“A lot of people don’t realize how young we are,” says Harper, who, with Bailey, helps with every aspect of the business, including mixing flavors, keeping track of nutritional information, and shipping orders. “We know what’s in our product. We also love talking directly with customers to find the perfect flavor combination for them. I think our customer service is part of what’s brought us so far.”

poshpop.shop


Not every good deed has to stay where it’s been planted. Some of the best ones find their way far beyond their starting point, jumping from person to person through a chain of love and generosity. That’s how it happened for Sister Sunnies, born from the efforts of Lafayette-based Katie Sanford and her daughters Annie and Lily, who at 6 and 7 years old already possess a precocious knack for philanthropy.

When the girls started making their own sunglasses in the summer of 2021, the floral, beaded creations acted solely as artistic accessories. But when the chic shades started garnering attention from family and friends looking to purchase handmade sunnies of their own, Katie thought of one friend in particular who could benefit from the funds.

“We give money to the Down Syndrome Awareness Group of Baton Rouge because our friend Rabb Choppin has Down syndrome and lives in Baton Rouge,” says Lily. “Rabb is extra special.”

Interested customers can check out the stories on the Sister Sunnies Instagram page to see which styles and colors are currently available, then select a name or phrase to be spelled out on the frames alongside hearts, stars and jewels, and direct-message the account to place an order. Anyone encountering Sanford and her daughters at events like their recent pop-up at Mini Macarons can even help design their special glasses right then and there.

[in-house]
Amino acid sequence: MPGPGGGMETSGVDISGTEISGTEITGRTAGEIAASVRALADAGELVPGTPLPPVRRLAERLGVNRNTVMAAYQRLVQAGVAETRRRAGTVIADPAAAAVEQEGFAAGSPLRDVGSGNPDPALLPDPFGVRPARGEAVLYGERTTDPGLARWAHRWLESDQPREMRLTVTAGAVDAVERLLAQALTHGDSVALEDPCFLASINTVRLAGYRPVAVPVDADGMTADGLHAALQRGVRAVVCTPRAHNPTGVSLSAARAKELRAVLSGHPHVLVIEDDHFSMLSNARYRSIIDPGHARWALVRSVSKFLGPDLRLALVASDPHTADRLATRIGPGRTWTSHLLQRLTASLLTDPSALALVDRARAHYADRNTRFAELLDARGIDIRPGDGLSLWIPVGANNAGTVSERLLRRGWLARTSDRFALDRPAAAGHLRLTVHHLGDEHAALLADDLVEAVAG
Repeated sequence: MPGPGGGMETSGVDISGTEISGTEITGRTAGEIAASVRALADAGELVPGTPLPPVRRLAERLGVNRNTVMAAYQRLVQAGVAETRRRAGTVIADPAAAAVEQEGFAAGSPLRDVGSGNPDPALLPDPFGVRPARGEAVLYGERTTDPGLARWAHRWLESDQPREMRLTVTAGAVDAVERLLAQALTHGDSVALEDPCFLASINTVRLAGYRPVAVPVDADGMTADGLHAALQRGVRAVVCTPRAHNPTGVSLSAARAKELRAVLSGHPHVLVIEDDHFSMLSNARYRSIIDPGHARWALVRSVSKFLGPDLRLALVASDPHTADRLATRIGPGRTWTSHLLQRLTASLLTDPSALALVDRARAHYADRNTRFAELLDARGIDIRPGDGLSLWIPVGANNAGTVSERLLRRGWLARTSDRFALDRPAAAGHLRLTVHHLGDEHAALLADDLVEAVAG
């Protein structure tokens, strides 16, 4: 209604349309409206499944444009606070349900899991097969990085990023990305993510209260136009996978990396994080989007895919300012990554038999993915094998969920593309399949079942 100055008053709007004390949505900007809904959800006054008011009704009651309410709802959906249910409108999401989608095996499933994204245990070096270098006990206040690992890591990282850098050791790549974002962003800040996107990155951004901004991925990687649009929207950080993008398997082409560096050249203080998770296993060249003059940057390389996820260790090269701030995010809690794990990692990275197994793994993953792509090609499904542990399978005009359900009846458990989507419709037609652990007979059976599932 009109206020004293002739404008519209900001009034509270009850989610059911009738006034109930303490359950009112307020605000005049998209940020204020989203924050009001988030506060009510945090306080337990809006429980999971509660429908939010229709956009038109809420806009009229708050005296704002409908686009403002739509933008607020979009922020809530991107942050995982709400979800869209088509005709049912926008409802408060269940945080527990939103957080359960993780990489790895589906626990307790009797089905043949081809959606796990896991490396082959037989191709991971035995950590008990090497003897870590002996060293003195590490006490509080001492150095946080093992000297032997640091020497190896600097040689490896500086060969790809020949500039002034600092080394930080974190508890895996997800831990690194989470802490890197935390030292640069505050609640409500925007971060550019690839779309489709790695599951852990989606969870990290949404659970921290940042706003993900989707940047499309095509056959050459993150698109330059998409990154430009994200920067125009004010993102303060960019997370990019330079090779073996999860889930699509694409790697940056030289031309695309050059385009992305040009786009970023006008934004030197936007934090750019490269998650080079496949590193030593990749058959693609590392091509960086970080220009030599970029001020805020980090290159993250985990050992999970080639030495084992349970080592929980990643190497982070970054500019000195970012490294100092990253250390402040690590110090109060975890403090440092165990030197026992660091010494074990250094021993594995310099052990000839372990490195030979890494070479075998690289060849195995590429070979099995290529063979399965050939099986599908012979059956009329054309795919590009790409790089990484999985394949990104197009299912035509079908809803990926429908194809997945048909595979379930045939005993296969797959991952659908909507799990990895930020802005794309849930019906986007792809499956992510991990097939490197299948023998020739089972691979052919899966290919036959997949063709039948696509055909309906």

The family was a sponsor for the DSAG Baton Rouge Buddy Walk in March. “The girls really liked being able to physically see the money they had earned being donated,” says Katie. “Plus it’s just a fun event for families to give back to.”

But Sister Sunnies has its personal benefits, too, especially when it comes to Lily’s dreams of becoming a fashion designer. “My husband and I are both entrepreneurs, so to see them have the desire to not only work and make money for themselves, but to donate a portion of that money at such a young age, is pretty cool,” says Katie. “I think the experience will only continue to foster good skills and values in the future.”

@sister.sunnies


“Hey, is that Aviator Nation?”

Ella Peek looked down at the pink-and-yellow smiley face on the hoodie she’d worn to the ice skating rink. She knew the brand Aviator Nation—mostly because its punchy, Venice Beach-style sweatshirts tend to cost nearly $200 a pop—and laughed at the thought.

“Actually,” she told the person who had stopped her, calculating the stacks of cash she must have saved, “I made it myself.”

Not that she created the Ella Jane Hoodie Company to reel in compliments. The 13-year-old student at Our Lady of Mercy began making sweatshirts as part of a social studies assignment to create her own mock business, including a slogan, logo and commercial. But when she drew up her original designs and saw her friends’ interest, she realized that she might have something truly marketable on her hands—plus something she’d want to wear in real life. She dragged out the Cricut machine she’d received in fifth grade, purchased some vinyl, and began cutting designs to iron onto her bulk order of about 50 white hoodies.

More recently, Peek has been trying her hand at screen-printed hoodies, too, sending off her designs to a manufacturer who ships the finished product back to her.

“I knew that I liked preppy sweatshirts, but I knew I wasn’t about to pay $200 for them,” she says, thinking back on her first design released in December 2021. Since then, she’s also released sweatshirts in pale pink, each documented on her Instagram page @ellajane_hoodie_co.

Sitting in front of a light board made for calligraphy, Peek traces her Photoshop-created designs onto vinyl, cuts them out, and decorates her pieces with smileys and slogans like “Go with the Flow” and “Bright Days Ahead”—often in neon colors and drippy fonts. She hopes to be able to release new drops seasonally, stretching her talents and maintaining a hobby she enjoys.

“I just really like doing it,” she says. “I’d love to be able to keep it up through high school.”

ellajanehoodieco.com